Sometimes Just The Right Language

Blog 1170 – 11.09.2018

Sometimes Just The Right Language

Yesterday, I said Kevin Smith’s use of profane language did not upset me. I know this goes against what many of my Christian conservative friends think and believe. I once believed like them too. But often adult anger is best expressed by adult words.

In the Angelina Jolie movie Changeling she portrays a mother who is committed to an insane asylum in nineteen thirties Los Angeles for complaining to the press that the boy returned to her by the police after her son had gone missing was not her son. The doctor and staff at the asylum tell her that she only has to say that she was mistaken and that the police version was correct and that she will be released immediately. She refuses to do that and is rescued from being heavily sedated by another woman in the asylum, who had lost two children to back alley doctors that she never got to fight for and so she stood up for Angelina because she wanted her to keep fighting for her boy. After the other woman was forced to undergo an electro-shock treatment as punishment for interfering, Angelina goes to her room and tells her, “You should not have done that for me.” The woman replies, “F@$k them and the horse they road in on.” Angelina says that is not something a lady should say. The woman’s response is: “Sometimes it is just the right language to use when you’ve got nothing to lose.”

The reason I could never ever consider being a conservative again is that too many injustices have been done in the past and continue to be done and covered up against women, people of color, and powerless people and so many others in the name of conserving and maintaining the power and preeminence of those in control who do not want their rightness ever questioned. I love the United States of America and even served as a young man in a senseless war in Vietnam believing that I was serving my country’s interests but later learned that I was lied to and only helped serve to make more millionaires than had ever been made at any one time in this country up till then. War is good for business but not so much for the poor and powerless on all sides. Subsequent wars have netted even more power and money to those who profit from them at untolled cost to those who died in and the many more who were damaged, and left behind by war.

We just had a mid-term election where many people made their wishes known by voting. Many more need not only to get registered and vote but also to run for office and get really involved in this government that is supposed to be of, by, and for the people. I was especially encouraged that more women ran and were elected to the US Congress and state legislatures. I am always hoping that more and more young people will vote. General Electric used to have a slogan:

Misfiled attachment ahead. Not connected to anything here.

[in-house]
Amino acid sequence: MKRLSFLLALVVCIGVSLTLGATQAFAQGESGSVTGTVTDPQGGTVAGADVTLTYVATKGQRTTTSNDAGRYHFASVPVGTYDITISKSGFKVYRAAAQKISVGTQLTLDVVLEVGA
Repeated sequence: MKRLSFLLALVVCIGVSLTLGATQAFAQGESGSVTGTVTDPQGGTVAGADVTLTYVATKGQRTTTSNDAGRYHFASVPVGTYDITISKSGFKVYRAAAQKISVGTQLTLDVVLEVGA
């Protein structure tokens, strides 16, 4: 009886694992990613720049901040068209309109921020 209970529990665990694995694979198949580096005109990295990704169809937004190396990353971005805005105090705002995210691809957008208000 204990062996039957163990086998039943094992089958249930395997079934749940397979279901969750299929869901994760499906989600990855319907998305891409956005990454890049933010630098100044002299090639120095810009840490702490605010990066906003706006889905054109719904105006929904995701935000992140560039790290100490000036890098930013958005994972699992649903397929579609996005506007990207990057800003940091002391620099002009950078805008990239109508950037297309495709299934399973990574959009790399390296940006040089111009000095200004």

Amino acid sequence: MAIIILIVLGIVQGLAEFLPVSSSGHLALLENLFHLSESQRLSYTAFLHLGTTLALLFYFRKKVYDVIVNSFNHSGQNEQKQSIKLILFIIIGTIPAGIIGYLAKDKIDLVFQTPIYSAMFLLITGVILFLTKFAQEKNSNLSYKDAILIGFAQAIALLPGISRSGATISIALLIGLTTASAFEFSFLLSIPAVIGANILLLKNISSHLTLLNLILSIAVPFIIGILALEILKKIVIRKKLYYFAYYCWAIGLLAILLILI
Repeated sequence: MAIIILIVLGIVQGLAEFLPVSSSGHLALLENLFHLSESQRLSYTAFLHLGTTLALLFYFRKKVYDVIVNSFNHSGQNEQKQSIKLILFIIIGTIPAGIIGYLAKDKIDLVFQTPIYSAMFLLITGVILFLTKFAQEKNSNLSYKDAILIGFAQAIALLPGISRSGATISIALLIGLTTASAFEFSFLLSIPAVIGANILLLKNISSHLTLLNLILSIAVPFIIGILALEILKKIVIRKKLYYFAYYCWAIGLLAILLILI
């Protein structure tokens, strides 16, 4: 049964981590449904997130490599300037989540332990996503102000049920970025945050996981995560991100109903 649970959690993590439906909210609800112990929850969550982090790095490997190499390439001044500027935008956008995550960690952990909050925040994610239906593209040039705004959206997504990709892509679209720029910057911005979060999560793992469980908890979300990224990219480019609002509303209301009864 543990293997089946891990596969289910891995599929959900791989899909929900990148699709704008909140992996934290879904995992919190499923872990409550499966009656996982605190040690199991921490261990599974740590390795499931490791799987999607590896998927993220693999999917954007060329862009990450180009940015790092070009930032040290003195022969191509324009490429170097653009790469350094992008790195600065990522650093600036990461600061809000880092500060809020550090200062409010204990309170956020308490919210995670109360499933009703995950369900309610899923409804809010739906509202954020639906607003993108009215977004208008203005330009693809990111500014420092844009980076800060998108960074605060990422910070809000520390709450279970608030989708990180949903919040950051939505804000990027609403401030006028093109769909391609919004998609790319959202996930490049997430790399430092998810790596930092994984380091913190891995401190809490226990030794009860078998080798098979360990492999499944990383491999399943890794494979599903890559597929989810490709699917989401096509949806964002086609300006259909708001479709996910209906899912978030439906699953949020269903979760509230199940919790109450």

The slogan carrying GE through the postwar boom, “Progress is our most important product,” was actually the pay-off line from the introduction of the program: “In engineering, in research, in manufacturing skill, in the values that bring a better, more satisfying life, at General Electric, progress is our most important product.

It never has nor will ever be enough just to conserve we must make progress and ever be looking for opportunities to be more inclusive in our progress, including everyone in our never ending pursuit of the common good, not just for the rich and powerful, the well connected and the well-spoken but for everyone.

As Marty McFly said to the young timid version of his dad, George McFly, when he was rehearsing his fight to defend and win his lady love, Marty’s Mom. George questions Marty, “Should I swear?” Marty says, “Yes, Dammit, George, Swear!”

Your friend and fellow traveler,

“I swear, by the moon and the stars in the sky, I’ll be there.”

That “I’ll be there” line from an All-4-One song reminds me of Henry Fonda’s great speech in the 1940 John Ford movie version of “Grapes Of Wrath” replying to his Mom’s question:

You don’t aim to kill nobody, Tom?”

“No. I been thinkin’, long as I’m a outlaw anyways, maybe I could — Hell, I ain’t thought it out clear, Ma. Don’ worry me now. Don’ worry me.”

They sat silent in the coal-black cave of vines. Ma said, “How’m I gonna know ’bout you? They might kill ya an’ I wouldn’ know. They might hurt ya. How’m I gonna know?”

Tom laughed uneasily, “Well, maybe like Casy says, a fella ain’t got a soul of his own, but on’y a piece of a big one — an’ then —”

“Then what, Tom?”

“Then it don’ matter. Then I’ll be all aroun’ in the dark. I’ll be ever’where — wherever you look. Wherever they’s a fight so hungry people can eat, I’ll be there. Wherever they’s a cop beatin’ up a guy, I’ll be there. If Casy knowed, why, I’ll be in the way guys yell when they’re mad an’ — I’ll be in the way kids laugh when they’re hungry an’ they know supper’s ready. An’ when our folks eat the stuff they raise an’ live in the houses they build — why, I’ll be there. See? God, I’m talkin’ like Casy. Comes of thinkin’ about him so much. Seems like I can see him sometimes.”

I like to tell people that I am “Fine and Dandy” to show that I have an optimistic attitude but I realize everything is not fine and dandy and that it is up to all of us to do our level best to make it so. And maybe raise our voices from time to time doing it. Sometimes even a swear word can be an encouraging word.

Your F and FT,

DW

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